Although the terrorist group calling itself the Islamic State (or ISIS), has been the focus of U.S. military operations in Iraq and Syria, this is far from a monolithic war. Instead it is a patchwork of overlapping conflicts between myriad groups in which today’s tactical allies might be tomorrow’s enemies. The challenge for U.S. policymakers now is finding reliable partners amid this jumble of factions. In the long run, however, it will be how to help the region recover from both the humanitarian and political crises created by these internecine conflicts.
In both these aspects, the region’s Kurds are emerging as important players. Kurdish groups, from the peshmerga of the Kurdistan Regional Government (KRG), to the Syrian Kurdish People’s Protection Units, and even Turkey’s Kurdistan Workers’ Party, have been on the front lines in the fight against ISIS. Kurds are also playing an important role in sheltering refugees and protecting other minorities in the region.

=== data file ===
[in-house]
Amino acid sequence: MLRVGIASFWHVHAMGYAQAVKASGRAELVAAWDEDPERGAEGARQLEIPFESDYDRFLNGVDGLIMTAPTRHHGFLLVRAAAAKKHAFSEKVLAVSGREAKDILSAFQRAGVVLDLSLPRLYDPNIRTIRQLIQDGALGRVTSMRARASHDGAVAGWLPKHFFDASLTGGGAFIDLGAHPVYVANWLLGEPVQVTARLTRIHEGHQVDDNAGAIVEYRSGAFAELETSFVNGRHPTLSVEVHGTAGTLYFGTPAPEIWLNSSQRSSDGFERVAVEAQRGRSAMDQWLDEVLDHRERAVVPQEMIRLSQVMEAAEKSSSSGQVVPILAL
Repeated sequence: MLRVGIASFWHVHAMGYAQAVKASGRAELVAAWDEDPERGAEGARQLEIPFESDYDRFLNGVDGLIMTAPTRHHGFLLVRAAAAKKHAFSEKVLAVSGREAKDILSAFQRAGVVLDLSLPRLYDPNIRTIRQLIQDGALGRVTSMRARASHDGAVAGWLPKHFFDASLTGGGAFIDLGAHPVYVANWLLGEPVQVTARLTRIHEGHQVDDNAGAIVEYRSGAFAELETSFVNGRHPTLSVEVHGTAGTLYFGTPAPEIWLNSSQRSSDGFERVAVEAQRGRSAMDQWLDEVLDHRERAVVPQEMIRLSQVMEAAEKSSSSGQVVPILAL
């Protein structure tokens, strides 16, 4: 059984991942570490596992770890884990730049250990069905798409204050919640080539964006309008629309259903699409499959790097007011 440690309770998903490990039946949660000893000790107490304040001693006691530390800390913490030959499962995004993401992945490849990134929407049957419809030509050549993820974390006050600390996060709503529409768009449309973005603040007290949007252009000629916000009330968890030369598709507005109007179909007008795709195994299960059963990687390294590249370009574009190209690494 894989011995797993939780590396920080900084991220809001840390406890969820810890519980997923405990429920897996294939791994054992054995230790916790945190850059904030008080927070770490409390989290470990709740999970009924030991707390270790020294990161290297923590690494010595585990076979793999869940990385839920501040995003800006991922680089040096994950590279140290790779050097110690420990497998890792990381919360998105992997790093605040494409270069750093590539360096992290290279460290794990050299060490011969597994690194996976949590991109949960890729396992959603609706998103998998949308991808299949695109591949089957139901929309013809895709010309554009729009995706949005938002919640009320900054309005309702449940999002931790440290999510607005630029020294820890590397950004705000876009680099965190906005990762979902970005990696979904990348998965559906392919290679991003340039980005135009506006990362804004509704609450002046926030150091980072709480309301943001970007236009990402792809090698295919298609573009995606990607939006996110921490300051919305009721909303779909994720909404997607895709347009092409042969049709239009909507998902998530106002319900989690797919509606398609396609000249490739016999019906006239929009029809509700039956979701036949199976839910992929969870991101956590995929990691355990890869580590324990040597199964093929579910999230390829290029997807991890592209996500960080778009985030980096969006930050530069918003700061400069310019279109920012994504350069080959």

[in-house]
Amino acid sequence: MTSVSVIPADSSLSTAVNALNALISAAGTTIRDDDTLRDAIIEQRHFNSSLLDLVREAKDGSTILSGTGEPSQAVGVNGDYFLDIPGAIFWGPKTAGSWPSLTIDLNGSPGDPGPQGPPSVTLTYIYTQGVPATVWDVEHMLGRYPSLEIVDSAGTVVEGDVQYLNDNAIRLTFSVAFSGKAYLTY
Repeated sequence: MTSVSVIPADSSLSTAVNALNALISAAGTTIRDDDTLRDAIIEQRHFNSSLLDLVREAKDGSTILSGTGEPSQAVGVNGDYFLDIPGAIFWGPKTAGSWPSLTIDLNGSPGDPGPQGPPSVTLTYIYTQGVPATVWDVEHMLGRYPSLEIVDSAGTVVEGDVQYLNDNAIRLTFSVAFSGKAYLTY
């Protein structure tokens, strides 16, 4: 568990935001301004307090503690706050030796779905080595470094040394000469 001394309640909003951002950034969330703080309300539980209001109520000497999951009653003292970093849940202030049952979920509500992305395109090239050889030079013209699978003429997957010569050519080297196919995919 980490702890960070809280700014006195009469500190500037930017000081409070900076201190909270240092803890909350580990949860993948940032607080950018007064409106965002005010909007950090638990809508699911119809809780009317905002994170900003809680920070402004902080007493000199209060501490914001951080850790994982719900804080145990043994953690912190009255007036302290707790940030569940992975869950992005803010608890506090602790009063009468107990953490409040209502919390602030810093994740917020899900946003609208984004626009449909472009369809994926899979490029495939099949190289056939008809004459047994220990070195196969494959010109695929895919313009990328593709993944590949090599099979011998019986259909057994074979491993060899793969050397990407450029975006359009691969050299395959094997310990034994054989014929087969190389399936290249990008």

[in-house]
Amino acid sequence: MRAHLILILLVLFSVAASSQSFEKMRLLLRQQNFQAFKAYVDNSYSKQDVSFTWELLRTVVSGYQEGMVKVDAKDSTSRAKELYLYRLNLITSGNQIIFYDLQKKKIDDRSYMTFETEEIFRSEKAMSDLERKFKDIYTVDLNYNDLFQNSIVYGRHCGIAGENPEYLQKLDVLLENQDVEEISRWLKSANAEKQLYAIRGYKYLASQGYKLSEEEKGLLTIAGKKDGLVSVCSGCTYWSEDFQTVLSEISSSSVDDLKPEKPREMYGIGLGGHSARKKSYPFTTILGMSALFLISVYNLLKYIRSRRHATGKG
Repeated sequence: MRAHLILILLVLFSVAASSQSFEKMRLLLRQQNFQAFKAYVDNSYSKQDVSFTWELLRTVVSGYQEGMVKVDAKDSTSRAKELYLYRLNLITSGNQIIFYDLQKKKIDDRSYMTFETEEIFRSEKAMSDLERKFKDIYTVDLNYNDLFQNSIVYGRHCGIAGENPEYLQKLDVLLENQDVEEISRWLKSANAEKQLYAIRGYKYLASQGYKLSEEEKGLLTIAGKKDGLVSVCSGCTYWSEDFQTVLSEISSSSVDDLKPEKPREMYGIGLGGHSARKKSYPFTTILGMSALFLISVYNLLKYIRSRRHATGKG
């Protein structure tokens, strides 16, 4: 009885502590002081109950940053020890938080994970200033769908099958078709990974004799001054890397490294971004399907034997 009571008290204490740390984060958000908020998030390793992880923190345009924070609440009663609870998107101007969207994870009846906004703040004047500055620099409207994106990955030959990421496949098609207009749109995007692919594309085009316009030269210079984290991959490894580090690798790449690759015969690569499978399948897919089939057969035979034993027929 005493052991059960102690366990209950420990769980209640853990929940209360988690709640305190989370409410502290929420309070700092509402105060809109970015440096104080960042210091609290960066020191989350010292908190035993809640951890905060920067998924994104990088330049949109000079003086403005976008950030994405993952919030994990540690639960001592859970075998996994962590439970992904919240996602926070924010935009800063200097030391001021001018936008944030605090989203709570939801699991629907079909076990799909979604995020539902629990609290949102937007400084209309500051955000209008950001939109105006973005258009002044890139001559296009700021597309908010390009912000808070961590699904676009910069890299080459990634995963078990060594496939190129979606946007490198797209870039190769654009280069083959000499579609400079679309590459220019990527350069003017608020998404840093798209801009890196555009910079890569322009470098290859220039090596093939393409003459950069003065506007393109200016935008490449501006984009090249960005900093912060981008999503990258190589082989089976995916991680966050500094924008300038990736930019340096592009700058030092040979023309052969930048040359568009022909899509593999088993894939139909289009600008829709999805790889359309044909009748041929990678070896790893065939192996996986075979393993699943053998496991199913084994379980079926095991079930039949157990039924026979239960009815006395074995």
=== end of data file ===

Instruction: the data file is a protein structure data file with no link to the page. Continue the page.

BPC hosted a discussion with Bayan Sami Abdul Rahman, the KRG representative to the United States, to examine the challenges facing the region, the role of the Kurds, and the implications for U.S. policy.
Keynote remarks and moderated discussion with:
Bayan Sami Abdul Rahman
KRG Representative to the United States
Panel discussion with:
Former Assistant for National Security Affairs to the Vice President
Member, BPC Turkey Initiative
Former Director for Near East and South Asian Affairs
Director for Persian Gulf Affairs, National Security Council
General (Ret.) Charles Wald
Former Deputy Commander, United States European Command
Vice Chairman Senior Advisor, Deloitte Services LP